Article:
Hershey uses cocoa beans picked African child slaves.
Halloween is upon us, and if you haven’t yet stocked up on candy, you soon will. The Food Revolution Network’s “Is There Child Slavery in Your Chocolate?” is a disheartening report on horrid and abusive child labor practices in West Africa and a series of broken promises by First World candy companies who say they will but are slow to source more ethically.
The worst offender, according to this report, appears to be Hershey’s.
“Buying cocoa from farms that employ such abusive child labor practices enables Hershey to keep its costs down and its profits up. In early 2010, the company reported a 54 percent jump in profits because of what it called “improved supply-chain efficiencies.” Such “efficiencies” allow Hershey’s CEO, David J. West, to make $8 million a year while unpaid children are forced to labor under cruel conditions on the farms growing the company’s cocoa.
….But while Hershey’s primary competitors have at least taken steps to reduce or eliminate slavery and other forms of abusive child labor from their chocolate supply chains, Hershey has done almost nothing….In 2010, the Hershey company issued its first ever Corporate Social Responsibility Report. Long on platitudes and promises, it was classic example of the practice of greenwashing – a PR effort to mislead the public into thinking a company’s policies and products are socially responsible, when in fact they are not.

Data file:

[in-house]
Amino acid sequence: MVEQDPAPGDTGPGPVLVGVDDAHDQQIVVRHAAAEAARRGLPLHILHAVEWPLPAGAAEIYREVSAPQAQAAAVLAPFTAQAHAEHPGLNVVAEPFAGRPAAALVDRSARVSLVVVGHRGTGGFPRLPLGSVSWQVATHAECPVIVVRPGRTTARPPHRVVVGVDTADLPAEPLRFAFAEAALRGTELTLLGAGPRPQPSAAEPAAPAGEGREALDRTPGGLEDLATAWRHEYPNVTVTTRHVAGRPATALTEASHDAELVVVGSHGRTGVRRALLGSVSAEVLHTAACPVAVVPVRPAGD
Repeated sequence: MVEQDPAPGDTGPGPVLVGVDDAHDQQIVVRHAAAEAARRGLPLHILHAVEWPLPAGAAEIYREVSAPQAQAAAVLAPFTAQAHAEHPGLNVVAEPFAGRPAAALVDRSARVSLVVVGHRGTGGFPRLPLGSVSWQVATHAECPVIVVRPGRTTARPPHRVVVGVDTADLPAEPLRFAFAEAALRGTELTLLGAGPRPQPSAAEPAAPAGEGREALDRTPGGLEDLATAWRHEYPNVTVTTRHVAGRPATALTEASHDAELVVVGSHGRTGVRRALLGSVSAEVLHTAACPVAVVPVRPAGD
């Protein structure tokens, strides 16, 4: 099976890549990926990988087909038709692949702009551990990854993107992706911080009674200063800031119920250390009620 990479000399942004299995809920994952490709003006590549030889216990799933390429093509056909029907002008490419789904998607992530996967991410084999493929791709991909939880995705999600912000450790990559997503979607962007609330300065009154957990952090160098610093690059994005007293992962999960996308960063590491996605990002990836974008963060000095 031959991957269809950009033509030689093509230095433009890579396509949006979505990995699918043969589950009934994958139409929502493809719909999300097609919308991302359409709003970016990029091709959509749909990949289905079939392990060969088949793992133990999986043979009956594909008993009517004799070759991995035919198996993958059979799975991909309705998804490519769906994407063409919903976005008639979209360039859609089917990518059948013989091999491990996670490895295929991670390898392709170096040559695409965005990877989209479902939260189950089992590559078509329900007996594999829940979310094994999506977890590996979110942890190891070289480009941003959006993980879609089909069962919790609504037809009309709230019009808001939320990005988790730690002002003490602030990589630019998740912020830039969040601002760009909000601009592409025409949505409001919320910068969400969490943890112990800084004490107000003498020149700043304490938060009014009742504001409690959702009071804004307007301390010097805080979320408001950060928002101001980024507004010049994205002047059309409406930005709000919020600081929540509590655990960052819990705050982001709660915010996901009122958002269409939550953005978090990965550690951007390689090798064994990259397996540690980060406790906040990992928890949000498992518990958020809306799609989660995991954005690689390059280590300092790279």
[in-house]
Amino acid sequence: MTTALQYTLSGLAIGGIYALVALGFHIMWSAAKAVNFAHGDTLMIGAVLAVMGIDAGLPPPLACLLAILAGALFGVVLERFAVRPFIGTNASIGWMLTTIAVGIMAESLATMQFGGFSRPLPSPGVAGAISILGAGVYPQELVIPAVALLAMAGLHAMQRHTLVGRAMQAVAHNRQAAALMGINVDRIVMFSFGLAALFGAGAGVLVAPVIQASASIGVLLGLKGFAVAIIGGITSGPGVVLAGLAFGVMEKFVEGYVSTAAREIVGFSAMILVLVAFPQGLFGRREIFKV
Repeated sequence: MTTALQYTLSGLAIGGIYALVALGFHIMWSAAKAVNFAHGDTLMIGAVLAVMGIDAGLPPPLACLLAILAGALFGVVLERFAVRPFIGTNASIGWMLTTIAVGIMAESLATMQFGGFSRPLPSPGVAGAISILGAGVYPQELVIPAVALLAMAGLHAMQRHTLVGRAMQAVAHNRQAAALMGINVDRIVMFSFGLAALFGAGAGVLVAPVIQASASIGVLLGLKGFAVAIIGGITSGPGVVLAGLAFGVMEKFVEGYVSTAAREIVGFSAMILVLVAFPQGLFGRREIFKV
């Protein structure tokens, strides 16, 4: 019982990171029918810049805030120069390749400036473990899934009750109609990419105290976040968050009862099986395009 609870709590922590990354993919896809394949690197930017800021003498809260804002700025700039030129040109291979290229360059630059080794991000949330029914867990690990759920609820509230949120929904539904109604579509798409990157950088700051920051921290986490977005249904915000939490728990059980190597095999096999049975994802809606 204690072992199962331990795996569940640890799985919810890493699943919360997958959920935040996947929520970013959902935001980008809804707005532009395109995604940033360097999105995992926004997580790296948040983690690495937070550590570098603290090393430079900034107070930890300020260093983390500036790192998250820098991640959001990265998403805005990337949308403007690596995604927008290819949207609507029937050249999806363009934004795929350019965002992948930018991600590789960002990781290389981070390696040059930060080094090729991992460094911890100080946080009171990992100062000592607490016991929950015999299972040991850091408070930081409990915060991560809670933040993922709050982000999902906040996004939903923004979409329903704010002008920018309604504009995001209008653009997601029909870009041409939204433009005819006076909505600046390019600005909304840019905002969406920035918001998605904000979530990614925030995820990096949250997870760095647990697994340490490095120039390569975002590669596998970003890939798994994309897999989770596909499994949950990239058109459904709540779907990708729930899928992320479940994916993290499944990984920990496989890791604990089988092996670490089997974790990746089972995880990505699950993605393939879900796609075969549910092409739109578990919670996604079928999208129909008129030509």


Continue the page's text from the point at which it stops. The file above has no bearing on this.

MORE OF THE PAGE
…[a] carefully researched report pointed out that the Hershey company lags well behind its competitors in taking responsibility for the impact the company is having on the local communities from which it sources cocoa around the world.
Fair trade chocolate does cost more, but isn’t it worth it to they protect vulnerable children? Here are some certified fair trade companies: Cadbury’s, Clif Bar, Cloud Nine, Dagoba Organic Chocolate, Denman Island Chocolate, Divine Chocolate, Equal Exchange, Gardners Candies, Green and Black’s, John & Kira’s, Kailua Candy Company, Koppers Chocolate, L.A. Burdick Chocolates, Montezuma’s Chocolates, NewLeaf Chocolates, Newman’s Own Organics, Omanhene Cocoa Bean Company, Rapunzel Pure Organics, Shaman Chocolates, Sweet Earth Chocolates, Taza Chocolate, The Endangered Species Chocolate Company and Theo Chocolate.
In fairness, public press is steering some big companies’ practices in an ethical direction. “Even Kraft Foods and Mars, Inc., hardly icons of social responsibility, have begun to purchase cocoa certified by the Rainforest Alliance to be free from the use of forced labor, child labor, or discrimination,” according to article, adding, “Hershey has announced that they are moving towards Fair Trade certification by 2020. That’s a nice step. But why does it need to take them that long to end participation in a horrendously exploitive system? There’s nothing sweet about manufacturing 80 million Hershey Kisses a day, using cocoa that may very well have been produced using abusive child labor.”